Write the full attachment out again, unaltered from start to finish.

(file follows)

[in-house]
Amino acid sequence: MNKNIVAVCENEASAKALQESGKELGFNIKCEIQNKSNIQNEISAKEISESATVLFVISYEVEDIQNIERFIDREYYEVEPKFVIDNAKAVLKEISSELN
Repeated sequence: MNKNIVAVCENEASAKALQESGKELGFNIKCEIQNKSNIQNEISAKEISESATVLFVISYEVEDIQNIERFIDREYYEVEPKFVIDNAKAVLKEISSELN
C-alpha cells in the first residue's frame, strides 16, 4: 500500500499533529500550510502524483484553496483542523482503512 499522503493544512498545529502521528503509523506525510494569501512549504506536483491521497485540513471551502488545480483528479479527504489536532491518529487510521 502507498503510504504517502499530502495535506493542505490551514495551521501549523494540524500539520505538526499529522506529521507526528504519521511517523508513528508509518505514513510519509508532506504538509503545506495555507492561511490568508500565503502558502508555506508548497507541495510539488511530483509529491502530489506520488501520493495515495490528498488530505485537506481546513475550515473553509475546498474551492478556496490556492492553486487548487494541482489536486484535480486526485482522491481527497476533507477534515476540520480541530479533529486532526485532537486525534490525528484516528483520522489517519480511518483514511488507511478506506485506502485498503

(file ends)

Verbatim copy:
[in-house]
Amino acid sequence: MNKNIVAVCENEASAKALQESGKELGFNIKCEIQNKSNIQNEISAKEISESATVLFVISYEVEDIQNIERFIDREYYEVEPKFVIDNAKAVLKEISSELN
Repeated sequence: MNKNIVAVCENEASAKALQESGKELGFNIKCEIQNKSNIQNEISAKEISESATVLFVISYEVEDIQNIERFIDREYYEVEPKFVIDNAKAVLKEISSELN
C-alpha cells in the first residue's frame, strides 16, 4: 500500500499533529500550510502524483484553496483542523482503512 499522503493544512498545529502521528503509523506525510494569501512549504506536483491521497485540513471551502488545480483528479479527504489536532491518529487510521 502507498503510504504517502499530502495535506493542505490551514495551521501549523494540524500539520505538526499529522506529521507526528504519521511517523508513528508509518505514513510519509508532506504538509503545506495555507492561511490568508500565503502558502508555506508548497507541495510539488511530483509529491502530489506520488501520493495515495490528498488530505485537506481546513475550515473553509475546498474551492478556496490556492492553486487548487494541482489536486484535480486526485482522491481527497476533507477534515476540520480541530479533529486532526485532537486525534490525528484516528483520522489517519480511518483514511488507511478506506485506502485498503